Sunday, April 24, 2011

Week 4: Acrostic Chance

Week 4 and I'm now fully immersed in "experimental" writing. These exercises were more constrained than usual, or at least it felt like that when I was getting the end result, but I wonder if that's just because of the mediums I chose.

§ Acrostic chance:  Pick a book at random and use title as acrostic key phrase.  For each letter of key phrase go to page number in book that corresponds (a=1, z=26) and copy as first line of poem from the first word that begins with that letter to end of line or sentence.  Continue through all key letters, leaving stanza breaks to mark each new key word.  Variations include using author's name as code for reading through her or his work, using your own or friend's name, picking different kinds of books for this process, devising alternative acrostic procedures.Or use the web Mac Low diastic engine.
My commentary at the time:

"These exercises were very fun, especially the acrostic chance. It just seemed to work out really well, and I was happy with it. I was skeptical that it would work out at all because I doubted such a heavy theory book (Film Theory and Criticism) would have anything remotely poetic (whatever that is) in it. However, this section of the book is about "film language," so most of the sentences/topics relate in some way to expression and visual interpretation and the feelings that are brought up. For the first exercise I was determined to get different sentences out of each sentence on the dictionary page, so it lacked coherency. I decided to work against that and put in a few sentences as a refrain ("It is its basic method") to ground it a bit."

One of the things I have been working at these days is fooling around with refrains. I like how they work at their best, and throughout the rest of the semester's work you will see this come back.

Here we go:

Book=Film Theory and Criticism
(6, 9, 12, 13-->FILM
20, 8, 5, 15, 18, 25-->THEORY
1,14, 4-->AND
3, 15, 9, 20, 9, 3, 9, 19-->CRITICISM

“The traces of the narrator’s action may seem to be effaced by the system as the suture theorists suggest but, in Browne’s opinion, such an effort can only be the result of a more general rhetoric.” (6=F)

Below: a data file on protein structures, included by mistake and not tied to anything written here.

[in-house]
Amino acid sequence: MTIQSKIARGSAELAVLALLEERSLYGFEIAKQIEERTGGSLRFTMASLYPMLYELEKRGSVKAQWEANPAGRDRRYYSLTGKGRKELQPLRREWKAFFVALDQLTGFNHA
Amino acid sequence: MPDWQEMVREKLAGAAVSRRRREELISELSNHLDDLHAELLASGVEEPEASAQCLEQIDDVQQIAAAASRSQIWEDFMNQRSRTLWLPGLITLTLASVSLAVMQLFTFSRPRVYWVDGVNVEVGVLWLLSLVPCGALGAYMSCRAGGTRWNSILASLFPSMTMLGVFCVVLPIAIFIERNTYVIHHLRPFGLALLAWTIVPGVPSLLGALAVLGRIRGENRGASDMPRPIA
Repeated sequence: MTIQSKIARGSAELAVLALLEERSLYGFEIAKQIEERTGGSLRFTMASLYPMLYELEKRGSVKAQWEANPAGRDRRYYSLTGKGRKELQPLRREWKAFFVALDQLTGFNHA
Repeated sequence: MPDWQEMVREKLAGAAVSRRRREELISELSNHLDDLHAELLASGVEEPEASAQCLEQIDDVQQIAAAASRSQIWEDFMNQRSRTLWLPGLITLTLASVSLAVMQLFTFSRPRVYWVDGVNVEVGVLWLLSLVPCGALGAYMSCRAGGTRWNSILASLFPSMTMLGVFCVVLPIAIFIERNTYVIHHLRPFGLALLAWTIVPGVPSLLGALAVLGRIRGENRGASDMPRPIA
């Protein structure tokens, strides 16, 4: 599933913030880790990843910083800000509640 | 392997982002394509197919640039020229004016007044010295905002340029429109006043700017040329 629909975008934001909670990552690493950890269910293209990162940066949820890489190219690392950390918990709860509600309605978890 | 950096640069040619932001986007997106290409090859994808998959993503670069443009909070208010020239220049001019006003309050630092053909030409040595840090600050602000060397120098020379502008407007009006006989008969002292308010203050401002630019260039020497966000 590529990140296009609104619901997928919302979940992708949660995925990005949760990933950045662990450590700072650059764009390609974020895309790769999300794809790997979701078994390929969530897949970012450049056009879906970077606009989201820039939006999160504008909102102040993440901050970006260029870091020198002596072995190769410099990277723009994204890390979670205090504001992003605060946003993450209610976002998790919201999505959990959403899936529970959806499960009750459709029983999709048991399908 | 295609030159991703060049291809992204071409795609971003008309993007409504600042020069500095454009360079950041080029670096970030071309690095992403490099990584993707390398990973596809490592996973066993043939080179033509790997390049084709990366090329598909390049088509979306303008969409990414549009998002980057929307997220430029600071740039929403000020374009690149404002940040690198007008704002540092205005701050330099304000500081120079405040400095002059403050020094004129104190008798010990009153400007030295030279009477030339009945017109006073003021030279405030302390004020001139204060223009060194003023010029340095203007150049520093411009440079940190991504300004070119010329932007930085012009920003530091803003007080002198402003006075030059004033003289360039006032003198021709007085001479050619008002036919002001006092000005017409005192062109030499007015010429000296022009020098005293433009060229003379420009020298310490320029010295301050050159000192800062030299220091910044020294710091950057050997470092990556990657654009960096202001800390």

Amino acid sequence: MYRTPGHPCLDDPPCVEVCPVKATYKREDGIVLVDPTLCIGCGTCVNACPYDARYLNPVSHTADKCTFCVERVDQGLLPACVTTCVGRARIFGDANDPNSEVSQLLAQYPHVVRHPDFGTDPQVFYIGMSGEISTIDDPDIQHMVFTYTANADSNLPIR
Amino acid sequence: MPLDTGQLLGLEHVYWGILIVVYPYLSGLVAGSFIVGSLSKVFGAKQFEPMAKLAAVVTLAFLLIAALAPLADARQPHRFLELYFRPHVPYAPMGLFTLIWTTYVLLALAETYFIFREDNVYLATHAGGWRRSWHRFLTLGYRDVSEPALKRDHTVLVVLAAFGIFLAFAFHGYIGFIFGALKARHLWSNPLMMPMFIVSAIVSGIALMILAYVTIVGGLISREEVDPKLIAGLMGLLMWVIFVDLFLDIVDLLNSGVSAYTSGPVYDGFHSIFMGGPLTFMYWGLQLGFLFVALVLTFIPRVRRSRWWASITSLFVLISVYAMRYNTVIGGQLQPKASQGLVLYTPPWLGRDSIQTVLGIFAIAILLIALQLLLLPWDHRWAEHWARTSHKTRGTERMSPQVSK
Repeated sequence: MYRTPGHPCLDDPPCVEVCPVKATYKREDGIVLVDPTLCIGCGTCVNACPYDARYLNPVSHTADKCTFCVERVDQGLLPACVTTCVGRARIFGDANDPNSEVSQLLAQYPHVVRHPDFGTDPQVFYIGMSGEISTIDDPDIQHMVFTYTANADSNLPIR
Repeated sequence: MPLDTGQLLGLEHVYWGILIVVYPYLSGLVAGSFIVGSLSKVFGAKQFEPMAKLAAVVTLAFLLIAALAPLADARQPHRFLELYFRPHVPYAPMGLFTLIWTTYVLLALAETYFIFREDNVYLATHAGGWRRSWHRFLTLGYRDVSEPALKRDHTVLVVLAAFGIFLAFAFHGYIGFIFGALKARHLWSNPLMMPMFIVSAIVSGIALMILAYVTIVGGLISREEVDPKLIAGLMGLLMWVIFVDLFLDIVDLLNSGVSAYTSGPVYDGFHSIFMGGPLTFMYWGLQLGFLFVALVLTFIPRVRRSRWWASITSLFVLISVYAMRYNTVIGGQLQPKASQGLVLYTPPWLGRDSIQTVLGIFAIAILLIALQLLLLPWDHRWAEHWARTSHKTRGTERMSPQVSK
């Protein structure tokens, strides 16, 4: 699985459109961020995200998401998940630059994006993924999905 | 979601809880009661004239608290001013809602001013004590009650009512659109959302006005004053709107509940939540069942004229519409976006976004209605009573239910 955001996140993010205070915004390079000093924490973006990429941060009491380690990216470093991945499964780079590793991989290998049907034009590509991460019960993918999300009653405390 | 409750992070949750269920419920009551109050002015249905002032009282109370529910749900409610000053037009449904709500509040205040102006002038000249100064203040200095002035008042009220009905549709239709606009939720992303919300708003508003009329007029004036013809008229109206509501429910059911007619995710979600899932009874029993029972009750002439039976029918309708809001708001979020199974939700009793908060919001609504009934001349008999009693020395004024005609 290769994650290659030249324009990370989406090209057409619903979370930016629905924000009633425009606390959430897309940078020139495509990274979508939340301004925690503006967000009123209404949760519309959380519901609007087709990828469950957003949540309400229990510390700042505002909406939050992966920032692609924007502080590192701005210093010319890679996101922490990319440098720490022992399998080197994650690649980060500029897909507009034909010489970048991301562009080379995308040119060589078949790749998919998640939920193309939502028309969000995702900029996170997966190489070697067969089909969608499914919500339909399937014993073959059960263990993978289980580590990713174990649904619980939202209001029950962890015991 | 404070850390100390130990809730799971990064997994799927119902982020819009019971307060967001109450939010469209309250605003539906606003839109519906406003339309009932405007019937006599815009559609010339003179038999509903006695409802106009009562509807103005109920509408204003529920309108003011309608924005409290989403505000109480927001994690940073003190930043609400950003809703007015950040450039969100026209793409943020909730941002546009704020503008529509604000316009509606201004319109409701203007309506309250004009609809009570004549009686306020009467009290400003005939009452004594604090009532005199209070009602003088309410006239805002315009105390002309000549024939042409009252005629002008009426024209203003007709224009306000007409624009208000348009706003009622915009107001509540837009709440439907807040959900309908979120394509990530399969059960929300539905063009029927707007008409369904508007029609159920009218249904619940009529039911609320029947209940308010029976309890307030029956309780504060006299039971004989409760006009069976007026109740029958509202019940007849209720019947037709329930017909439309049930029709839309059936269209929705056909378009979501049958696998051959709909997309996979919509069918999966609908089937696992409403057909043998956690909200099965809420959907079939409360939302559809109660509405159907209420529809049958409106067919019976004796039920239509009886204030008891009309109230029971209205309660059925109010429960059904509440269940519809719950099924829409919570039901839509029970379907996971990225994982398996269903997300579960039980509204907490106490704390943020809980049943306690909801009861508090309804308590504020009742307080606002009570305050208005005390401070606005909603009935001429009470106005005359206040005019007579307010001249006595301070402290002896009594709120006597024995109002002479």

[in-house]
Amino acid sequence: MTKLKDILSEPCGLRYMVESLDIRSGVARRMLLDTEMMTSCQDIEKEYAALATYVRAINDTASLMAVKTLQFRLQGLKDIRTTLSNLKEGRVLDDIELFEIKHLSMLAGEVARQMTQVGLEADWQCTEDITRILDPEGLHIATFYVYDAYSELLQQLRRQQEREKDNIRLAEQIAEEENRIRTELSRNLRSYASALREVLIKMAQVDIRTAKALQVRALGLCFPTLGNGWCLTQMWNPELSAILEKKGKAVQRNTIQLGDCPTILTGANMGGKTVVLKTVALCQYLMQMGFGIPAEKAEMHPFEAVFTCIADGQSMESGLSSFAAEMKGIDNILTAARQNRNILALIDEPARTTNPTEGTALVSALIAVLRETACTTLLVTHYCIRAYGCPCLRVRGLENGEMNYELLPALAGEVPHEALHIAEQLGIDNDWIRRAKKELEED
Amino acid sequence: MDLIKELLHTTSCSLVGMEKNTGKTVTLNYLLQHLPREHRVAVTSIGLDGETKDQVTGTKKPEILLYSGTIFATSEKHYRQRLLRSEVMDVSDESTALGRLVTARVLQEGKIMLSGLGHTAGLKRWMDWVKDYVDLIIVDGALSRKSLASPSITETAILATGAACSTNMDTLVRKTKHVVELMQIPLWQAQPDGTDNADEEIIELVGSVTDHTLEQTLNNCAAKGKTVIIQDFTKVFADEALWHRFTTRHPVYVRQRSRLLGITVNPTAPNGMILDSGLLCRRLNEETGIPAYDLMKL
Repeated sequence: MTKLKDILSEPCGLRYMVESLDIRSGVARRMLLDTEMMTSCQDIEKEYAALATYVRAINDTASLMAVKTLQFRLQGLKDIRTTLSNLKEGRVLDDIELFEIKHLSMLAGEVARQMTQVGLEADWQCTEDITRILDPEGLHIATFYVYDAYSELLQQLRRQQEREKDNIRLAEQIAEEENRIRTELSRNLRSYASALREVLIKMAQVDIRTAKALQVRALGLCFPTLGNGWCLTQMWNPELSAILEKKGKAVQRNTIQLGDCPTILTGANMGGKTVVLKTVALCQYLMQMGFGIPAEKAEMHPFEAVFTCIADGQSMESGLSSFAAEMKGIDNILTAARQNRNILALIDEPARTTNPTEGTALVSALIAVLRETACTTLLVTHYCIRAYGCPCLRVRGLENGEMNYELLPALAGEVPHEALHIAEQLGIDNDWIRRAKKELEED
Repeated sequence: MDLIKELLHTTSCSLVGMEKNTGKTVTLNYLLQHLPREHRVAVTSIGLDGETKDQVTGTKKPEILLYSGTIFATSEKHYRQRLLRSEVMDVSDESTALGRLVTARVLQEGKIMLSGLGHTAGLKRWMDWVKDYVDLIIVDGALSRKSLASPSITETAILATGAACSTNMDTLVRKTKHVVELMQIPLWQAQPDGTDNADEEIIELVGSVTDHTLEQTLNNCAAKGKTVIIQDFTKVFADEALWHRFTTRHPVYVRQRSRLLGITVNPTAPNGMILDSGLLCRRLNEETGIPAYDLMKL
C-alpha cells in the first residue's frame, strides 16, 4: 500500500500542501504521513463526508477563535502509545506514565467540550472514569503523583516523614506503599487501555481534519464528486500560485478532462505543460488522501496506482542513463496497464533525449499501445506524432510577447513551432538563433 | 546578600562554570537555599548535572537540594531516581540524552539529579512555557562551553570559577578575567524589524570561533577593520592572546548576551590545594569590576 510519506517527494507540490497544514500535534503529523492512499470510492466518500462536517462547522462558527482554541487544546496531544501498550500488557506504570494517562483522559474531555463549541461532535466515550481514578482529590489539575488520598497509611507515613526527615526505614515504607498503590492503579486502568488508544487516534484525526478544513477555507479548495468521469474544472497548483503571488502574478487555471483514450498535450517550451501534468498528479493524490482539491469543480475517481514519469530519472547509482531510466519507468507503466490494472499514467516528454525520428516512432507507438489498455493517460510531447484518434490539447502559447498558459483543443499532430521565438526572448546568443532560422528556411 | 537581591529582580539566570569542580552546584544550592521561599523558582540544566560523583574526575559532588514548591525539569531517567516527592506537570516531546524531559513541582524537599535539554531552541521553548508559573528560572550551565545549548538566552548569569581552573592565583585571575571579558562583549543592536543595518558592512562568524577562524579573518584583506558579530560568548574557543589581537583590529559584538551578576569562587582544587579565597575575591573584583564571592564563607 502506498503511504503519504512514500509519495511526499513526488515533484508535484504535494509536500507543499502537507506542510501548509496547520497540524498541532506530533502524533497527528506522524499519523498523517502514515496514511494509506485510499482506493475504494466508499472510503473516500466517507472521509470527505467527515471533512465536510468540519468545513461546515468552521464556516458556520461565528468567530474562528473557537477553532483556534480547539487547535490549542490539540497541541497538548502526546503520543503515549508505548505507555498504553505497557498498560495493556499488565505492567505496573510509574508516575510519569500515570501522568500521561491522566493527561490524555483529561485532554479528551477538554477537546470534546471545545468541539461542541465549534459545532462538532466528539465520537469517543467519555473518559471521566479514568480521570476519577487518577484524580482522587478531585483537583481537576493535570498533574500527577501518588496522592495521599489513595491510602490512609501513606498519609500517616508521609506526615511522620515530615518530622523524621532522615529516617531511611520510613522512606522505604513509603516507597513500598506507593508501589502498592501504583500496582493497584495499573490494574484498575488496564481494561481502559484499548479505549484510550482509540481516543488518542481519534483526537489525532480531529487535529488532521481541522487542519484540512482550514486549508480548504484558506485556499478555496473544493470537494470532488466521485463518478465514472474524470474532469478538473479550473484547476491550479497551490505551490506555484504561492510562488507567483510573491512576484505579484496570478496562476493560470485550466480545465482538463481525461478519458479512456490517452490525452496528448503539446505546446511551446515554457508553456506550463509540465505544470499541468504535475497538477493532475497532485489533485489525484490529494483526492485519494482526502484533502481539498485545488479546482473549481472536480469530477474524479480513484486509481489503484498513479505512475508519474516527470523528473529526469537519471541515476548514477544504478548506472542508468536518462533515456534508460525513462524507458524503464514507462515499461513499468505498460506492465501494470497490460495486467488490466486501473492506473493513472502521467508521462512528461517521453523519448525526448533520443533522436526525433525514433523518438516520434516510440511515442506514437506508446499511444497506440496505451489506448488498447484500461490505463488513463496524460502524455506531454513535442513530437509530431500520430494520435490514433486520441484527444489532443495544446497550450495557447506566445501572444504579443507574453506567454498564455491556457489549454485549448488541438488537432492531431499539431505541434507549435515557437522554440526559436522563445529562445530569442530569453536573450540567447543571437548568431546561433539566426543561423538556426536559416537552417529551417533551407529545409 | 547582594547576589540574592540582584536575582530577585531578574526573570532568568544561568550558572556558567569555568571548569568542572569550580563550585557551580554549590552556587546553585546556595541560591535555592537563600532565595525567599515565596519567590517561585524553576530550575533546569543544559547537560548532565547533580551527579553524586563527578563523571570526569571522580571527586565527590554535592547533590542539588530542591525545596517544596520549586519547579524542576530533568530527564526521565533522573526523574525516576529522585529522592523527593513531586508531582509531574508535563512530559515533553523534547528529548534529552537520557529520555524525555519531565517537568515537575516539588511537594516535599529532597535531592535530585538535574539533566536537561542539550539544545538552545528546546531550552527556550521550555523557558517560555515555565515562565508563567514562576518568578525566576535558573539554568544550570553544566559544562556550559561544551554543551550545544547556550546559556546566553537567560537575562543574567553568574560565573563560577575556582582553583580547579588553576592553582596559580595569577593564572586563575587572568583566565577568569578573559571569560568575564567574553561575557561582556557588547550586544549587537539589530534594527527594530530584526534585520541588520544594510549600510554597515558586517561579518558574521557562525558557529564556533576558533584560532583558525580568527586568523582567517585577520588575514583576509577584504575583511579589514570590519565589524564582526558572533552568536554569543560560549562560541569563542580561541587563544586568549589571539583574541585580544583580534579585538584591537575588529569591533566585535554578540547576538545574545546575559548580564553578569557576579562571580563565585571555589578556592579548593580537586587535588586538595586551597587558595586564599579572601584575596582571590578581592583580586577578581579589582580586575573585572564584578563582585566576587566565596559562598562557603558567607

“Its object is the showing of the development of the scene in relief, as it were, by guiding the attention of the spectator now to one, now to the other separate element.” (9=I)
“Leit-motif (reiteration of theme). Often it is interesting for the scenarit especially to emphasize the basic theme of the scenario.” (12=L)
“It is a weird and wonderful feeling to write a booklet about something that does not in fact exist.” (13=M)
“That corresponds to Pudovkin’s view.” (20=T)
“His action is recorded separately.” (8=H)
“Essential to Dayan’s system, which relates to classical narrative cinema as verbal langue does to literature, is ideologically charged.” (5=E)
[could not find anything with “O” or anything close to it.” (15=0)
“[this] representation of an object in the actual (absolute) proportions proper to it is, of course, merely a tribute to orthodox formal logic, a subordination to the inviolable order of things.” (18=R)
[two pictures with no corresponding letters] (25=Y)
“And, more generally, by what procedures does film generate meaning?” (1=A)
“Nevertheless the principle of montage may be considered to be an element of Japanese representational culture.”(14=N)
“Harman, however, criticizes the basic concept of the code, which Metz and Wollen share.” (4=D)
“Cinema is a two-dimensional art that creates the illusion of a third dimension through its “walk around” capability.” (3=C)
[long list of phrases that start with “a” or “t.” Nothing related to “r.” (15=R)
“It is its basic method.” (9=I)
“That corresponds to Pudovkin’s view.”
(20=T)“It is its basic method.” (9=I)
“Cinema lacks the double articulation characteristic of natural language.”
(3=C)“It is its basic method.” (9=I)“So it is in this instance.” (19=S)
[Nothing close to “m” anywhere] (13=M)

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